Meet Shellbie, a strikingly coloured Midland Painted turtle. The painted turtle is known for their colourful shell, especially the rim of the carapace.. It really does look like someone took a paint brush and added strokes of gold and red to adorn. Adult painted turtles range from 4 to 6 inches long and the females are larger than the males. The painted turtle has the broadest range of any turtle in North America and there are four subspecies. The eastern, southern,midland and western. In southern and central Ontario we are fortunate to have the midland. These races integrate with each other, they share many behaviours, physical characteristics and have overlapped ranges.
Shellbie’s carapace is smooth and sort of flattened. Her plastron (lower shell) is yellow while yellow and red stripes decorate her head,legs and neck. However, Shellbie’s carapace was damaged. She has a noticeable “V” shaped piece missing, which is large enough to snag on underwater vegetation or upland growth, while she is travelling from one area to another in her home range. Look a little closer and you will see the large fracture that occurred from the accident with the mechanical predator (vehicle). If turtles could talk, I am sure they would call those swift, seemingly unstoppable metal machines as a predator. Shellbie’s injuries have healed, yet they are and will be always visible. They are a reminder of how dangerous life is for turtles.
Shellbie now calls the Ontario Turtle Conservation Centre home. Unfortunately for Shellbie her home range is unknown. Turtles should never be removed from their place of origin. They must always be returned to their natural habitat. Turtle’s brains are hardwired to stay within their home range, where they will bury themselves in nearly the same spot every winter and nest in the same area each late spring or fall, depending on the species.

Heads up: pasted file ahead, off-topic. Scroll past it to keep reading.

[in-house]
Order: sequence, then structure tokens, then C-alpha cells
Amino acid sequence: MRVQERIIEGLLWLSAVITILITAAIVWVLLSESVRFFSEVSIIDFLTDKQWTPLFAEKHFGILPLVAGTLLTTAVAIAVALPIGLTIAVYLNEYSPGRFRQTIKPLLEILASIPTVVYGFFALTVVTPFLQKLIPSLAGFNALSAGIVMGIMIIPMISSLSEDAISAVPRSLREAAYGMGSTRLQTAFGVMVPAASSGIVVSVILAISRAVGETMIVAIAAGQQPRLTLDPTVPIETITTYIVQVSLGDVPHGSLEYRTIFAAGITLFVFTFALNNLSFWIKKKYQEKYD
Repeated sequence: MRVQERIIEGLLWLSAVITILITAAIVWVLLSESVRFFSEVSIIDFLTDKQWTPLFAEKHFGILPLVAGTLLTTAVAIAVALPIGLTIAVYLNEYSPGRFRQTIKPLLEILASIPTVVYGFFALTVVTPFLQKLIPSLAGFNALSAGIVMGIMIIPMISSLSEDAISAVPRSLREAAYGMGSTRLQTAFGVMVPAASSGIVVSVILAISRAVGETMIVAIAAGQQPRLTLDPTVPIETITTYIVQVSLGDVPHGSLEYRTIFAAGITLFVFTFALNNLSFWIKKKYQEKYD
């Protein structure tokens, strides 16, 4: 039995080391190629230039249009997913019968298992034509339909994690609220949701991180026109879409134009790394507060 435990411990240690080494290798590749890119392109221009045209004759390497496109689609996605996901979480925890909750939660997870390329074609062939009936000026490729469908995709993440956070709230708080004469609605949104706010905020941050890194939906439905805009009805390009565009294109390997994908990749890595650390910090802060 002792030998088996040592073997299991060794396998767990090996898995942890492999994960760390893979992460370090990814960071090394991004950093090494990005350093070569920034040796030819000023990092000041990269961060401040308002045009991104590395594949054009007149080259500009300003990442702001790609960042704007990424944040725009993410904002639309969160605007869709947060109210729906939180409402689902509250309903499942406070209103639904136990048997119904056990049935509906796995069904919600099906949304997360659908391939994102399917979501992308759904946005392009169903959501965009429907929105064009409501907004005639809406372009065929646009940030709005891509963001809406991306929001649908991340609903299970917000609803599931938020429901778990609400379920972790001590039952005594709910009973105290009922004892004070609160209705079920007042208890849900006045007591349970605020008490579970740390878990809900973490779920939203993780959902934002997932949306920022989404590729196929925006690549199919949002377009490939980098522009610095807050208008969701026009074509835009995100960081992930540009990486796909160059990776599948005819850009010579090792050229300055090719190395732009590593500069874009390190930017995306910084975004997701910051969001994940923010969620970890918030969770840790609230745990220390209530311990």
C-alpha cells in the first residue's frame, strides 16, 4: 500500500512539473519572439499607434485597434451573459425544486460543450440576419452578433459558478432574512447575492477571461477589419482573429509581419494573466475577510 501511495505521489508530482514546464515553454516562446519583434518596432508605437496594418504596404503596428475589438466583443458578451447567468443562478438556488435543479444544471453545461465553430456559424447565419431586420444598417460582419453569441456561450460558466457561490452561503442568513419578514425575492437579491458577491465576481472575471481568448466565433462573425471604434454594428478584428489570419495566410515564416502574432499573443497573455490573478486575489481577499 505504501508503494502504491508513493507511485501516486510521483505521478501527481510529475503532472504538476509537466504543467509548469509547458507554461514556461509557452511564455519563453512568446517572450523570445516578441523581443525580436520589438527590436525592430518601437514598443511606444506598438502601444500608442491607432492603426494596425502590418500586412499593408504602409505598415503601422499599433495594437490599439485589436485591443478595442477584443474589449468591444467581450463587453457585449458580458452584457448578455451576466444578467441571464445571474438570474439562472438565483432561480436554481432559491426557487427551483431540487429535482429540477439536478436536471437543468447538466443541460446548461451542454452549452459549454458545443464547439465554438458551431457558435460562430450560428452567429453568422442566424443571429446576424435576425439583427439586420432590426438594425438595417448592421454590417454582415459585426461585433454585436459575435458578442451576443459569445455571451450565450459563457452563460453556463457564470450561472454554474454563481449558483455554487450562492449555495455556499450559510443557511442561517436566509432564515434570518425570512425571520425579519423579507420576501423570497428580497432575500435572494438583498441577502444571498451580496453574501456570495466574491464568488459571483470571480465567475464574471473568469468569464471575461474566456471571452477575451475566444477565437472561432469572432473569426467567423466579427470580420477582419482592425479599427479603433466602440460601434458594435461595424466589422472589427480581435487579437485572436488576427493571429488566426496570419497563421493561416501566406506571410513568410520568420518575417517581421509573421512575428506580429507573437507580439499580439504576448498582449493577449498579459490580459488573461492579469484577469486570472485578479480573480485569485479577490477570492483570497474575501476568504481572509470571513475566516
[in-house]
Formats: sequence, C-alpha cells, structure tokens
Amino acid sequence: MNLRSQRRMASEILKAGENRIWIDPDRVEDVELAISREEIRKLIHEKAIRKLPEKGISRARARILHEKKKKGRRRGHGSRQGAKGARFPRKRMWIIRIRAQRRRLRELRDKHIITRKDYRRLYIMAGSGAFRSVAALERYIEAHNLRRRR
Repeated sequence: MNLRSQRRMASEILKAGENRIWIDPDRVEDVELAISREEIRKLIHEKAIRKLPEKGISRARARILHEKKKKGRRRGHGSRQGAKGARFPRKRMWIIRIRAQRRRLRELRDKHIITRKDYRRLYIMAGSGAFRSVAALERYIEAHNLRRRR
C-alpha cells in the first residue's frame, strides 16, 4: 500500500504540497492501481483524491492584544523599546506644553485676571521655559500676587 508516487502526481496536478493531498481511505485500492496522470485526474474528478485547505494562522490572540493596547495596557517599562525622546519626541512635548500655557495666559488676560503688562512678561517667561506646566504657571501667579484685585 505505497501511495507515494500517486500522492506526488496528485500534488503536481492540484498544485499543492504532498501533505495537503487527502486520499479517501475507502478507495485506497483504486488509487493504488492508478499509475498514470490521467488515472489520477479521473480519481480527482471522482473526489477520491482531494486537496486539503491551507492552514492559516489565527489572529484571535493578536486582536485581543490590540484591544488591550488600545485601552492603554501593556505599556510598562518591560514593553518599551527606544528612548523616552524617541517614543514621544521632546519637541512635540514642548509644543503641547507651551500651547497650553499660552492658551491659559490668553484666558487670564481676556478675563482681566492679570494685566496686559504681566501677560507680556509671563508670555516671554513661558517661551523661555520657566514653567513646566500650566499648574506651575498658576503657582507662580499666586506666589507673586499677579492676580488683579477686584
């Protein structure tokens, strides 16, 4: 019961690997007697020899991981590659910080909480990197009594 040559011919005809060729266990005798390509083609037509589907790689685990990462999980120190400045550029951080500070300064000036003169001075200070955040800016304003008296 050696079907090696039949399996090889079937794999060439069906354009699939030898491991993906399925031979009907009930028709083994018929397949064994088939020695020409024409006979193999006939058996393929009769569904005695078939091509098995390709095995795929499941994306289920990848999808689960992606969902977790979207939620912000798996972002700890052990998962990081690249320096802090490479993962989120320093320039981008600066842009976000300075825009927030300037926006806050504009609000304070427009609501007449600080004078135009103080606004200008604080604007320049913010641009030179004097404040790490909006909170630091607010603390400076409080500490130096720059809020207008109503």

Shellbie loves to bask,and she would eat a variety of foods in the wild. They would include aquatic insects, tadpoles, fish, snails, slugs, small clams, crayfish, and carrion, not to mention plant foods such as algae, cattail stems, and seeds. At the OTCC, her balanced diet includes worms, greens, and fish. When the weather turns warmer, Shellbie enjoys her time outside in the sunshine where she can snack on insects, snails and cattail stems!
The female midland painted turtle matures at 12-15 years of age. Males mature at 7-10 yrs.
Females nest mainly in June and July. Hatchlings often overwinter in the nest before emerging the following spring. Painted turtle hatchlings are capable of “supercooling” and are freeze-tolerant, which allows them to survive subzero temperatures as low as -10 degrees C. The gender of the hatchlings are temperature-dependent. Warmer temperatures produce females while the cooler temperatures produce males. In the spring the male swims around the female in a circle while facing her and sweeps the backs of his long front claws along her head and neck.
Quite the courtship!
Shellbie has settled into life at the OTCC and she has made quite an impression on Andrea, the beautiful Blanding’s turtle. They have become the best of friends, often seen sharing the same basking spot. Join us for the final piece of the Tale of Two Turtles!
By Wendy Baggs, Education Coordinator